While setting up and optimizing the workflow, an average 1505 proteins were identified per experimental condition using different loads and different pI ranges. The pI ranges cover different pI areas and are in that sense complementary and hence are not expected to identify exactly the same peptides and proteins (see Figure 1—figure supplement 1B for overlap between pI ranges). This flexibility is indeed an advantage of the method (compared to e.g. high-pH reversed phase which is less flexible in terms of orthogonality). In the new version of the manuscript we have added a table (Table 1) summarizing the findings from the optimization and updated the text to clarify the benefit of being able to use different pH intervals for different analytical purposes.

In addition, we have added a second cohort to make a core-set analysis of proteins that can be confidently identified across samples, TMT-sets and cohorts. In this gene-centric core set analysis we show that 828 genes can be confidently identified across nine TMT-sets (subsection “Performance assessment of the plasma HiRIEF method”).

4) Importantly, the number of proteins confidently identified by the authors appears to be overstated. From 1/4 to 1/2 of the proteins claimed to be identified are identified on the basis of a single peptide according to Supplementary file 1. It is standard practice in proteomics to only claim confident identification of a protein when 2 or more unique peptides from that protein are identified. Therefore, the large number of proteins claimed (ca. 3000 across multiple experiments) is likely highly inflated as it appears to include "one-hit wonders". It also appears that these numbers derive from analysis of the same plasma pool rather than plasma from different subjects – this needs to be clearly stated in the text.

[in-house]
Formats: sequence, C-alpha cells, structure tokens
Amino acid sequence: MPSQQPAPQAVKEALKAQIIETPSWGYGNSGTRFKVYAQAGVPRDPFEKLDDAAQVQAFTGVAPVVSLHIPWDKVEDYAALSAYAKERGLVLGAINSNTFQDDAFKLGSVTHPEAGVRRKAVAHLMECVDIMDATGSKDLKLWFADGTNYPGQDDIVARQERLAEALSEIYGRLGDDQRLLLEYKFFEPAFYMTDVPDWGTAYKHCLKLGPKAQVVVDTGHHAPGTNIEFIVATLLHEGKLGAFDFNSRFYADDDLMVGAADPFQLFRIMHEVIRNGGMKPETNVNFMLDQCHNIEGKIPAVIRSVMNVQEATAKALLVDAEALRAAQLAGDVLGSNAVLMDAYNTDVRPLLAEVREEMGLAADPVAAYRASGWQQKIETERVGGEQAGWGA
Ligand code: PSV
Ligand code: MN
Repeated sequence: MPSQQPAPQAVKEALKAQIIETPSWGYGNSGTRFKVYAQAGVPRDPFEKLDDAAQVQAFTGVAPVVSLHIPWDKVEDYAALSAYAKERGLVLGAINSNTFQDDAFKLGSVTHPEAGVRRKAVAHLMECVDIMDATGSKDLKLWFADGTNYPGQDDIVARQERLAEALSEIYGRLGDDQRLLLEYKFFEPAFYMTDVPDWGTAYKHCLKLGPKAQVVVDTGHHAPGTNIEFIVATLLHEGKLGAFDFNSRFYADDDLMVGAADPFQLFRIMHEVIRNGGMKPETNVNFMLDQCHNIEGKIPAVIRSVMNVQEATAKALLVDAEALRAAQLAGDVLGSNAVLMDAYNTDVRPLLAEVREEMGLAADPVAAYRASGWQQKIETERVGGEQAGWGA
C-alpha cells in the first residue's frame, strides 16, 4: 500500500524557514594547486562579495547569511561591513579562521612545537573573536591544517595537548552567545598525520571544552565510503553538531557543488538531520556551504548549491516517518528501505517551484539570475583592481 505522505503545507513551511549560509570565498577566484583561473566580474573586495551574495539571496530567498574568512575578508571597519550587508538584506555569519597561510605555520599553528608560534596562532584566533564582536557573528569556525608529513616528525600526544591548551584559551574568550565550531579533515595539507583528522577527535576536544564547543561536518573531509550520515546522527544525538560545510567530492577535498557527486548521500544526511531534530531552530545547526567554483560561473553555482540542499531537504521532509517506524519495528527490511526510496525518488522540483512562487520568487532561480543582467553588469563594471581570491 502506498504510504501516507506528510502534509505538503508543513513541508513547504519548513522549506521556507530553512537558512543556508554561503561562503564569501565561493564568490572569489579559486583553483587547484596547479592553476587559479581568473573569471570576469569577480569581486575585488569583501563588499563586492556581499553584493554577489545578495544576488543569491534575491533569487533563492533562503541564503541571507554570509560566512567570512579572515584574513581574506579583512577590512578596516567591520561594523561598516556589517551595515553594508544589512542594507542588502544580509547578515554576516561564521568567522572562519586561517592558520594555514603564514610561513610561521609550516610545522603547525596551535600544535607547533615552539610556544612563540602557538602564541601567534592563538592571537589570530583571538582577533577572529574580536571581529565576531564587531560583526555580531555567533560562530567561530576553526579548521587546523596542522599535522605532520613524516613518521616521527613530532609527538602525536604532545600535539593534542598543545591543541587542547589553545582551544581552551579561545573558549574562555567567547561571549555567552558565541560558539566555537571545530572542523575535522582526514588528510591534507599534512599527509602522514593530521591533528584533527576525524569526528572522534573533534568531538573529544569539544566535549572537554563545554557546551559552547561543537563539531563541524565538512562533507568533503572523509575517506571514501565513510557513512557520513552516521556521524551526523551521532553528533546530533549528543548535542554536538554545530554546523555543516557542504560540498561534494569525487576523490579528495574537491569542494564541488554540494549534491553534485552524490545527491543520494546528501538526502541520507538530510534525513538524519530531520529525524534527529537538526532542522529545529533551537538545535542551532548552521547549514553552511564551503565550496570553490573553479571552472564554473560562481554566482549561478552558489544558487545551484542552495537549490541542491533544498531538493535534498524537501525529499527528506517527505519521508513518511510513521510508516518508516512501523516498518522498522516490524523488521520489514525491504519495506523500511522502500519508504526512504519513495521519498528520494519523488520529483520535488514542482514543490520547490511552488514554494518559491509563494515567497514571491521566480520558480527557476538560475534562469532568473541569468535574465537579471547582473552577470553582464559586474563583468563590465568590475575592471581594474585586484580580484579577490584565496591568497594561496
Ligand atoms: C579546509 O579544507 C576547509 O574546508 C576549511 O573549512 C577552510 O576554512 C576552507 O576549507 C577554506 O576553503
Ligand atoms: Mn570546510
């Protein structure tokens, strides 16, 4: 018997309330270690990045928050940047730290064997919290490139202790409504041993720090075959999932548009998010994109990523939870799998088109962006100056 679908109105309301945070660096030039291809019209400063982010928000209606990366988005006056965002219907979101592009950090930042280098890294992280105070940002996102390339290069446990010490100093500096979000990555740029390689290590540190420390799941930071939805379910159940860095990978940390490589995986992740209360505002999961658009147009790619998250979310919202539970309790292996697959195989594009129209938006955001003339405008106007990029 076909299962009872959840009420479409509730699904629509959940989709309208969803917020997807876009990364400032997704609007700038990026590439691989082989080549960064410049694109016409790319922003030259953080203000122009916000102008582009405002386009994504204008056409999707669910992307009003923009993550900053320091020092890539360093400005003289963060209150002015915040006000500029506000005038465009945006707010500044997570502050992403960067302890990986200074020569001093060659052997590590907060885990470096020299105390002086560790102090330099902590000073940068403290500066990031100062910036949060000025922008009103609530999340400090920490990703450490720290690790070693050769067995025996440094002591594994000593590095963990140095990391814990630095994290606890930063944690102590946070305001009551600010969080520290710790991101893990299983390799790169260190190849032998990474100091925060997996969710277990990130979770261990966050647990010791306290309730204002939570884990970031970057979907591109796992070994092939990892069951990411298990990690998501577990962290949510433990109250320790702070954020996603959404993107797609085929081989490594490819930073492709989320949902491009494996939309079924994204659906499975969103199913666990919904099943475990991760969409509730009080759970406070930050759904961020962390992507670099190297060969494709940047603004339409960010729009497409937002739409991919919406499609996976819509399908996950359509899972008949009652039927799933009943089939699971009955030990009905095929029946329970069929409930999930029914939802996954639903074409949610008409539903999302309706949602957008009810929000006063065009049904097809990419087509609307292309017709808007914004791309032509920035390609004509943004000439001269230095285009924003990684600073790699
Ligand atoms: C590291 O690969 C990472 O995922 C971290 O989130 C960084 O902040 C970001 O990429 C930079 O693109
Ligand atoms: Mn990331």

For protein identifications we have used MSGF+ and Percolator within our standard pipeline. In the current manuscript we have been using a strict 1% FDR cut off at PSM, peptide and protein level. In addition, the open source commonly used MaxQuant search engine Andromeda was used for quality control comparison and for calculating modification probabilities and location.

We do not agree with the reviewer that one-peptide identifications are inherently poor-quality identifications. Rather, for peptide identification, currently the most accepted result validation method of the quality of the peptide identification is through false discovery rate (FDR) of each individual peptide. This has been well described in the paper by Pevzner et al. (False Discovery Rates of Protein Identifications: A Strike against the Two-Peptide Rule, Pevzner et al., JPR 2008).